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2007 W.R. Whitney Award Lecture: Molecular in situ studies of atmospheric corrosion
KTH, School of Chemical Science and Engineering (CHE), Chemistry, Corrosion Science.ORCID iD: 0000-0002-9453-1333
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2007 (English)In: Corrosion, ISSN 0010-9312, Vol. 63, no 8, 715-721 p.Article in journal (Refereed) Published
Abstract [en]

Atmospheric corrosion involves chemical, electrochemical, and physical processes in three phases (solid, liquid, and gas) and two interfaces (solid/liquid and liquid/gas). Because of inherent experimental and conceptual difficulties, scientific efforts to characterize this highly complex interfacial regime came relatively late into the field. With the access and development of surface and interface-sensitive analytical techniques, it has lately become possible to perform molecular in situ analyses of the interfaces involved in atmospheric corrosion. This Whitney Award paper presents some highlights from our fundamental research in atmospheric corrosion, including results from the most recent efforts in our research group to provide a molecular picture of the interfacial regime that governs atmospheric corrosion. Using copper or zinc as substrates, and formic acid (HCOOH), acetic acid (CH3COOH), acetaldehyde (CH3CHO) or propionic acid (C2H5COOH) as corrosion stimulators in the humidity-containing atmosphere, results will be presented with particular emphasis on probing the metal oxide/water interface (by infrared reflection absorption spectroscopy combined with the quartz crystal microbalance and sum frequency generation) and the water/gas interface (by sum/frequency generation), respectively. Theoretical calculations are also presented, which aid in interpreting the in situ spectroscopy data. The multi-analytical effort provides evidence of the importance of the solid/ liquid interface over the liquid/gas interface. In all, the results can be interpreted to follow the conceptual framework of GILDES, a general model for atmospheric corrosion. Taking copper as an example, identified surface species and reaction pathways include proton- and carboxylate-induced dissolution of the cuprous ion, followed either by formation and precipitation of cuprous oxide or by oxidation of cuprous to cupric ions and subsequent formation and precipitation of copper carboxylate.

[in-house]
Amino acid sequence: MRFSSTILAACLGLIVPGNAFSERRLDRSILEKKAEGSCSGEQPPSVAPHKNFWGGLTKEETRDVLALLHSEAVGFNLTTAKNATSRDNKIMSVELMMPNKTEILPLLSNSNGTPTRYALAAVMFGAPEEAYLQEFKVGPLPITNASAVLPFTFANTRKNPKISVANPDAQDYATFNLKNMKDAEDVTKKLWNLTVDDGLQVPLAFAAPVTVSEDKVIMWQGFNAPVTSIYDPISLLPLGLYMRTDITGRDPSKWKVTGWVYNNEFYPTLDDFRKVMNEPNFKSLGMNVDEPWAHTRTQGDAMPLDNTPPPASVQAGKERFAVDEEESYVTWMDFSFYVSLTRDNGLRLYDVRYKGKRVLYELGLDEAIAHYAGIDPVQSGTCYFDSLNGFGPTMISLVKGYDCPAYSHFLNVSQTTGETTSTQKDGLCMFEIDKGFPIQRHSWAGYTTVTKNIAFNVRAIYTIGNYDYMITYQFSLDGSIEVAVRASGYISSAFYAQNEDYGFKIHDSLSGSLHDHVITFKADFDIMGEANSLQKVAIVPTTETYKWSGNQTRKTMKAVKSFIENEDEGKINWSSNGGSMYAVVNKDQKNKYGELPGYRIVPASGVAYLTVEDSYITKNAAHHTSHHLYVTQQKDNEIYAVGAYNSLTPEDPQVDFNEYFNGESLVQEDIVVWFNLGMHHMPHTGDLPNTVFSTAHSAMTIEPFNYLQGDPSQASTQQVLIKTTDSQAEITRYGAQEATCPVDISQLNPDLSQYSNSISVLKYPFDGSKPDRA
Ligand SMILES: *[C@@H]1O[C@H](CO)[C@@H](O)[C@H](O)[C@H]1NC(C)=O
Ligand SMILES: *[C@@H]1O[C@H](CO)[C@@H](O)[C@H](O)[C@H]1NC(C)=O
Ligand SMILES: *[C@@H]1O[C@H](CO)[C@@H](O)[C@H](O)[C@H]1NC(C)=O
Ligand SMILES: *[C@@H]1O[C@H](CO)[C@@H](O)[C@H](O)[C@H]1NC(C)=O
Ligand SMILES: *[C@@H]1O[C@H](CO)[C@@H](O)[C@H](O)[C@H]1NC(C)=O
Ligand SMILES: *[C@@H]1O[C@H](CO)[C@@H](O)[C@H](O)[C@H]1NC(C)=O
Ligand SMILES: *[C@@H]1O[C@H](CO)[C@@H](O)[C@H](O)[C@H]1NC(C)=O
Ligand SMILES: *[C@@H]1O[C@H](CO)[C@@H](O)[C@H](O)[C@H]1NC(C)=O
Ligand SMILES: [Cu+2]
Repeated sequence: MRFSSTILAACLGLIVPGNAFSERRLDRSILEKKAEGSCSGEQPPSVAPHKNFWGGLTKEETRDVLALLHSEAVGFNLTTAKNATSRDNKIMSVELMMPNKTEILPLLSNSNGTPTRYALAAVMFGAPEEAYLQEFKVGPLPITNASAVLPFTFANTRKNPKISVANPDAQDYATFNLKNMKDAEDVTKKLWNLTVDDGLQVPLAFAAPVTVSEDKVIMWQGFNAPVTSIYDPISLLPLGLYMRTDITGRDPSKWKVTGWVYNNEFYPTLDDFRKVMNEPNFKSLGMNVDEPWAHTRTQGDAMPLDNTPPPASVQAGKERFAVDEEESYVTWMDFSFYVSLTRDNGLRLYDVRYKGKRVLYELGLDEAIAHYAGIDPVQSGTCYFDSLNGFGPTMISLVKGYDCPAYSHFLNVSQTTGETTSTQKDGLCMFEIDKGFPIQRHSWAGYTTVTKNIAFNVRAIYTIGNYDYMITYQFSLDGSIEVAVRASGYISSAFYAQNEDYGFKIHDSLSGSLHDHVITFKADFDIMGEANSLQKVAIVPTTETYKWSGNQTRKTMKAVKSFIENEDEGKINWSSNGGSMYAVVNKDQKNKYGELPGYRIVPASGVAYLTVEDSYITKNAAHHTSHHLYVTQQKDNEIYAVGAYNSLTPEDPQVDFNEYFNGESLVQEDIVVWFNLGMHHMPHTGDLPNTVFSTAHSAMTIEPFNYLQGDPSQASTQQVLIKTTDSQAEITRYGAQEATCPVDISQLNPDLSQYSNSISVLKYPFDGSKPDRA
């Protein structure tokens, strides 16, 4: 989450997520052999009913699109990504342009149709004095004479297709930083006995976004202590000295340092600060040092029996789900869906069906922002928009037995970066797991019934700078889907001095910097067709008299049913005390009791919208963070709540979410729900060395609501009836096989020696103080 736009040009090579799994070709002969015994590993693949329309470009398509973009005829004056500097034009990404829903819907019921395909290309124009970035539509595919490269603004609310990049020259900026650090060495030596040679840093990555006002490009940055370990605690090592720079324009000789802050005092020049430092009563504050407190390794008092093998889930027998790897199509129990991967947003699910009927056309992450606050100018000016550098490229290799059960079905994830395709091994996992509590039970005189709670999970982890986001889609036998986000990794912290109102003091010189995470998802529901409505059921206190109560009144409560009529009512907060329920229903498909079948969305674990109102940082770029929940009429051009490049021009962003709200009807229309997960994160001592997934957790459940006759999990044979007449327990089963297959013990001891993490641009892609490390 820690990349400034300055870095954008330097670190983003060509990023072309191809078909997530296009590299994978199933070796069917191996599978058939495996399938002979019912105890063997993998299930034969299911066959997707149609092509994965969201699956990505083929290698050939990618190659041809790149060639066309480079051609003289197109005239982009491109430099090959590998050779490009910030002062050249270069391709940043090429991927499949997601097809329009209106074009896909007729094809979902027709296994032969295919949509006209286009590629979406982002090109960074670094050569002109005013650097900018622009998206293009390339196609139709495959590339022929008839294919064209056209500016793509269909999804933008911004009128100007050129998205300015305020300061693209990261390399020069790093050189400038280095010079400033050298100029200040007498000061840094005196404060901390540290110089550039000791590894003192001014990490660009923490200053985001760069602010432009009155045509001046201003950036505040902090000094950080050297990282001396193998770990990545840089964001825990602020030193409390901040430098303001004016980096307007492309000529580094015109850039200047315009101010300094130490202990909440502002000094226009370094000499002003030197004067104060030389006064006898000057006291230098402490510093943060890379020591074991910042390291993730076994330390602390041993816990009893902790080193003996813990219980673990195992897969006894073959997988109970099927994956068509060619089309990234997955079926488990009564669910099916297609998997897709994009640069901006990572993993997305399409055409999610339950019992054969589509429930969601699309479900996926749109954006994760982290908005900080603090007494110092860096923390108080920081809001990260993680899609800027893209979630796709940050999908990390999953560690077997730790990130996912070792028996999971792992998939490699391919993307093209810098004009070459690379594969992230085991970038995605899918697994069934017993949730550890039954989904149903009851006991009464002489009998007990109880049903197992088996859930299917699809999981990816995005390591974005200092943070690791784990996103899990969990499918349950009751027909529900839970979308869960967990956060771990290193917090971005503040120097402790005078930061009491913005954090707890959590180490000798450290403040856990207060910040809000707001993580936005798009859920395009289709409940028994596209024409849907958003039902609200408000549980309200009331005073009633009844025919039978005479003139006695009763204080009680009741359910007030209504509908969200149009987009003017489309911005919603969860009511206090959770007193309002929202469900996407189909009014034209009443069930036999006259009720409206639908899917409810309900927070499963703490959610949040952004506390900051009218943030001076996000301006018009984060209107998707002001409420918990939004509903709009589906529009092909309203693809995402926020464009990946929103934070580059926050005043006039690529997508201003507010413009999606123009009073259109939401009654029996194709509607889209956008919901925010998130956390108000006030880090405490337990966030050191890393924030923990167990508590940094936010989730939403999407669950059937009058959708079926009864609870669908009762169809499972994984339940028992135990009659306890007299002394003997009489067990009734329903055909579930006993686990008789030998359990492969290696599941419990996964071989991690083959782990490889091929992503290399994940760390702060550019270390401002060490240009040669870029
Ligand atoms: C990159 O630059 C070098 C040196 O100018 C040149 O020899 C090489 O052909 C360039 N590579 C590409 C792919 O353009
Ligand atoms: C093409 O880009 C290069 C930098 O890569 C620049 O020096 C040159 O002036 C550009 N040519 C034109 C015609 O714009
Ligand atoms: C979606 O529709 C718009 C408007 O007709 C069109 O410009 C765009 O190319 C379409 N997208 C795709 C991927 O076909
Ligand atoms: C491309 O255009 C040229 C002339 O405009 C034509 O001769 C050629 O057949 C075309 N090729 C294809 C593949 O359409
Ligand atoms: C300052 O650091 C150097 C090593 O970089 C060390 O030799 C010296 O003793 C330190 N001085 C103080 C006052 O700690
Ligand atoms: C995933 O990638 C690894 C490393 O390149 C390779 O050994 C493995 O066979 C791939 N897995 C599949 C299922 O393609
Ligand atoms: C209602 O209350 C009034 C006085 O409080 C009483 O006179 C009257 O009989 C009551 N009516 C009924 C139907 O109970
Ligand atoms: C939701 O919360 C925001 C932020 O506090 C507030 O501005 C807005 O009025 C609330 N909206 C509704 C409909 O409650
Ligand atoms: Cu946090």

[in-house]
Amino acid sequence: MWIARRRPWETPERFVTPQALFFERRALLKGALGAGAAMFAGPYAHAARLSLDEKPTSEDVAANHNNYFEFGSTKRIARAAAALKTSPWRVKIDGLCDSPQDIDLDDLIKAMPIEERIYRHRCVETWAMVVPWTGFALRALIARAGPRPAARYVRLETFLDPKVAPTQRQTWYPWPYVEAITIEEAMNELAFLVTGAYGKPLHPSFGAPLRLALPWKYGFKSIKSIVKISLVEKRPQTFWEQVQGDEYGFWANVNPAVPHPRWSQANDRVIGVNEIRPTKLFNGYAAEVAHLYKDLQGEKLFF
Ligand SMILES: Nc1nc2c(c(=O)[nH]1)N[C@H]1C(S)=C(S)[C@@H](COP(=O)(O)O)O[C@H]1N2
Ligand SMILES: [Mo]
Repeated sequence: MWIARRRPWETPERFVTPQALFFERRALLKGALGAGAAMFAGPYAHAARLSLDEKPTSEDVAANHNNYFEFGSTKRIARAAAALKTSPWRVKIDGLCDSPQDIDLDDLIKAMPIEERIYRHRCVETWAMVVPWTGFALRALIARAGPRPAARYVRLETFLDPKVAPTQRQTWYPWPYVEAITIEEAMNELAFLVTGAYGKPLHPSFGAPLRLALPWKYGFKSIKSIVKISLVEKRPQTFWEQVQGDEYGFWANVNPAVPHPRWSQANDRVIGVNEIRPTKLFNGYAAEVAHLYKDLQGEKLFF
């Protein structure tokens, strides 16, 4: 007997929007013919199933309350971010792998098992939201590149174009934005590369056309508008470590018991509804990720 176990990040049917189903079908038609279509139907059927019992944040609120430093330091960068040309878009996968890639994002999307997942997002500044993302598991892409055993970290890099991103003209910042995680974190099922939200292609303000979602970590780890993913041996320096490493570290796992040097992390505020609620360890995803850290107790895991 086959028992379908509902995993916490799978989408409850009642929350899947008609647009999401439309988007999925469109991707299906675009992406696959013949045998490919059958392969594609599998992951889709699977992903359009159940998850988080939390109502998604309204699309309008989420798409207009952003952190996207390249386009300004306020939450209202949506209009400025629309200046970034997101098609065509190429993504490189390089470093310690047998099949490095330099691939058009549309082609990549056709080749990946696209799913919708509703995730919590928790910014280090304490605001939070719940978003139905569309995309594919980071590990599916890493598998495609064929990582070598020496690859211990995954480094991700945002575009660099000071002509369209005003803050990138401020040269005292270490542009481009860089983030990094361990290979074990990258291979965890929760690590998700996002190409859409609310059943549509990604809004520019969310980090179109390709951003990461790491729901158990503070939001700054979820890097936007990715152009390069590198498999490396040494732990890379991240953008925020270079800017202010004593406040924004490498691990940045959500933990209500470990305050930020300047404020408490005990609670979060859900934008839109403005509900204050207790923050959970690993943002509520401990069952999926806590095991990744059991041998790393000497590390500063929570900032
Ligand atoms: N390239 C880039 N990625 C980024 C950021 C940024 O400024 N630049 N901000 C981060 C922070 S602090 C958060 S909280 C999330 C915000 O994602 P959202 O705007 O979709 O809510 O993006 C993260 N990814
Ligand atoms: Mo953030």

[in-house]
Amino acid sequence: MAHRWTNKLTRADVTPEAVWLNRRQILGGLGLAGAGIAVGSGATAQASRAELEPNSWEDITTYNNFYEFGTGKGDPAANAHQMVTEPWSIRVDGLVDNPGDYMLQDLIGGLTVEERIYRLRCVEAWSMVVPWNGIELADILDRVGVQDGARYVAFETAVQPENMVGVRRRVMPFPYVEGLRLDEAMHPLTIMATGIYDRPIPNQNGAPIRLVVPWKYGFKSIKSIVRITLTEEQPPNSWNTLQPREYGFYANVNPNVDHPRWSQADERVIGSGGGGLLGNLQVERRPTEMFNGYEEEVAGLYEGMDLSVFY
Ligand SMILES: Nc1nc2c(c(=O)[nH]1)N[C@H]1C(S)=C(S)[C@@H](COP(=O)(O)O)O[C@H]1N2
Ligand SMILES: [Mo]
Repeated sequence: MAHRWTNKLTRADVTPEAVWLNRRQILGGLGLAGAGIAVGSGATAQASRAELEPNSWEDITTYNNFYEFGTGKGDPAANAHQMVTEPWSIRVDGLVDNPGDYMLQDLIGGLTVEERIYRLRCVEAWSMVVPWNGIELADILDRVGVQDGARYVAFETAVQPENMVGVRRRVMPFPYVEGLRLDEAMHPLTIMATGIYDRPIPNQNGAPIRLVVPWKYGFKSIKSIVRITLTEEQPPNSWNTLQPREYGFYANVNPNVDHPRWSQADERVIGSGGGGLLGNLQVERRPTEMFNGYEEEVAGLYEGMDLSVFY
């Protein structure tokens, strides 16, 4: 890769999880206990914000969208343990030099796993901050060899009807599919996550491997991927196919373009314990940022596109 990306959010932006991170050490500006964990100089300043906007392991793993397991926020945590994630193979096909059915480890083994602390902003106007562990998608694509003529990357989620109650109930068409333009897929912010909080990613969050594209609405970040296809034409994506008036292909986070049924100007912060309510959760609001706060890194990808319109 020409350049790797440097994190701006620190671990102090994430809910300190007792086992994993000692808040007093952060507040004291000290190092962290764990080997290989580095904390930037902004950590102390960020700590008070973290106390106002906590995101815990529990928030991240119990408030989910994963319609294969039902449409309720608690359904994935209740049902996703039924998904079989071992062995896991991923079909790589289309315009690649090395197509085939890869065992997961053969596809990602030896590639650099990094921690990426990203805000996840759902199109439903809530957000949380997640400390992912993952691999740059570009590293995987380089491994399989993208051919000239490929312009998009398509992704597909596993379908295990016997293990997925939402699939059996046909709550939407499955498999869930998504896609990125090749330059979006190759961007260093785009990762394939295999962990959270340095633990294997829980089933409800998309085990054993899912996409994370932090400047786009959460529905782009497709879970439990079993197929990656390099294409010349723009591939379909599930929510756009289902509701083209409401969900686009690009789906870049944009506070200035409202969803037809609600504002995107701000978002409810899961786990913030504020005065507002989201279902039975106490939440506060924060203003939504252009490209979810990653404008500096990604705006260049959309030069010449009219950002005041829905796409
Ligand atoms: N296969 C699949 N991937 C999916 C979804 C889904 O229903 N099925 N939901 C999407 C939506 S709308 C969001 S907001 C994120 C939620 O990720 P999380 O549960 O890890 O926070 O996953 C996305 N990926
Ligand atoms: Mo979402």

Place, publisher, year, edition, pages
2007. Vol. 63, no 8, 715-721 p.
Keyword [en]
atmospheric corrosion, carboxylic acids, copper, density functional theory calculation, in situ, surface analysis, zinc, reflection-absorption spectroscopy, sum-frequency spectroscopy, formic-acid, acetic-acid, organic-constituents, copper, zinc, surface, water, interface
URN: urn:nbn:se:kth:diva-16856ISI: 000248630800001ScopusID: 2-s2.0-34548425704OAI: diva2:334899
QC 20100525Available from: 2010-08-05 Created: 2010-08-05Bibliographically approved

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